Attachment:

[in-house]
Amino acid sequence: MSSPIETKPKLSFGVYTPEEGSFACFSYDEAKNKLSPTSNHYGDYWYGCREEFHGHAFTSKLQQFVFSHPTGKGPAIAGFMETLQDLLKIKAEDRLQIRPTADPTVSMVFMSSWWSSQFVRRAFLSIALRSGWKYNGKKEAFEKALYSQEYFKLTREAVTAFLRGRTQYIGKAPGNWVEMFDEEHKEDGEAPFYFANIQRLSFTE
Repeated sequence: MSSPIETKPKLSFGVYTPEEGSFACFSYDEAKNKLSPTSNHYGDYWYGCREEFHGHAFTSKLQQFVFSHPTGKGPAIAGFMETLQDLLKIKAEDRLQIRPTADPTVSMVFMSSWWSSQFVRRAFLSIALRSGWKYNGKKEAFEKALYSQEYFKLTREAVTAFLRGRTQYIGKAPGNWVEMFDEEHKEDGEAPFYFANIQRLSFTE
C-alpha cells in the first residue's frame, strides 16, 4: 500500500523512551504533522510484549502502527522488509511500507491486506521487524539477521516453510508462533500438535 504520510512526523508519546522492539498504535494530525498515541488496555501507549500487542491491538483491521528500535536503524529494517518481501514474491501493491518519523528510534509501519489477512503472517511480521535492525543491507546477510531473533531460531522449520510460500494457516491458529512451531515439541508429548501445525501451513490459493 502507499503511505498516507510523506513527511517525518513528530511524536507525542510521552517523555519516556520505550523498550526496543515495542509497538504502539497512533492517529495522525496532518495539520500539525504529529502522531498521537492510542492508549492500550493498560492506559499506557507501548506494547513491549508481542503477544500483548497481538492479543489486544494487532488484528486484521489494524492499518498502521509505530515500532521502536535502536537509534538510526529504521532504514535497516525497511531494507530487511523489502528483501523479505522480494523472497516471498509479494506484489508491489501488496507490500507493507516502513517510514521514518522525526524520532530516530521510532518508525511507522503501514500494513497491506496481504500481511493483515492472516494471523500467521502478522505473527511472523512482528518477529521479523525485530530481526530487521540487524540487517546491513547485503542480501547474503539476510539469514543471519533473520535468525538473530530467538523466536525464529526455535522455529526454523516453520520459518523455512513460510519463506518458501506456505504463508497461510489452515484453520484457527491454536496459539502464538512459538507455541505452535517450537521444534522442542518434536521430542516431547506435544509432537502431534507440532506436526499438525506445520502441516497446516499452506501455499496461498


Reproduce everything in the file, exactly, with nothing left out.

[in-house]
Amino acid sequence: MSSPIETKPKLSFGVYTPEEGSFACFSYDEAKNKLSPTSNHYGDYWYGCREEFHGHAFTSKLQQFVFSHPTGKGPAIAGFMETLQDLLKIKAEDRLQIRPTADPTVSMVFMSSWWSSQFVRRAFLSIALRSGWKYNGKKEAFEKALYSQEYFKLTREAVTAFLRGRTQYIGKAPGNWVEMFDEEHKEDGEAPFYFANIQRLSFTE
Repeated sequence: MSSPIETKPKLSFGVYTPEEGSFACFSYDEAKNKLSPTSNHYGDYWYGCREEFHGHAFTSKLQQFVFSHPTGKGPAIAGFMETLQDLLKIKAEDRLQIRPTADPTVSMVFMSSWWSSQFVRRAFLSIALRSGWKYNGKKEAFEKALYSQEYFKLTREAVTAFLRGRTQYIGKAPGNWVEMFDEEHKEDGEAPFYFANIQRLSFTE
C-alpha cells in the first residue's frame, strides 16, 4: 500500500523512551504533522510484549502502527522488509511500507491486506521487524539477521516453510508462533500438535 504520510512526523508519546522492539498504535494530525498515541488496555501507549500487542491491538483491521528500535536503524529494517518481501514474491501493491518519523528510534509501519489477512503472517511480521535492525543491507546477510531473533531460531522449520510460500494457516491458529512451531515439541508429548501445525501451513490459493 502507499503511505498516507510523506513527511517525518513528530511524536507525542510521552517523555519516556520505550523498550526496543515495542509497538504502539497512533492517529495522525496532518495539520500539525504529529502522531498521537492510542492508549492500550493498560492506559499506557507501548506494547513491549508481542503477544500483548497481538492479543489486544494487532488484528486484521489494524492499518498502521509505530515500532521502536535502536537509534538510526529504521532504514535497516525497511531494507530487511523489502528483501523479505522480494523472497516471498509479494506484489508491489501488496507490500507493507516502513517510514521514518522525526524520532530516530521510532518508525511507522503501514500494513497491506496481504500481511493483515492472516494471523500467521502478522505473527511472523512482528518477529521479523525485530530481526530487521540487524540487517546491513547485503542480501547474503539476510539469514543471519533473520535468525538473530530467538523466536525464529526455535522455529526454523516453520520459518523455512513460510519463506518458501506456505504463508497461510489452515484453520484457527491454536496459539502464538512459538507455541505452535517450537521444534522442542518434536521430542516431547506435544509432537502431534507440532506436526499438525506445520502441516497446516499452506501455499496461498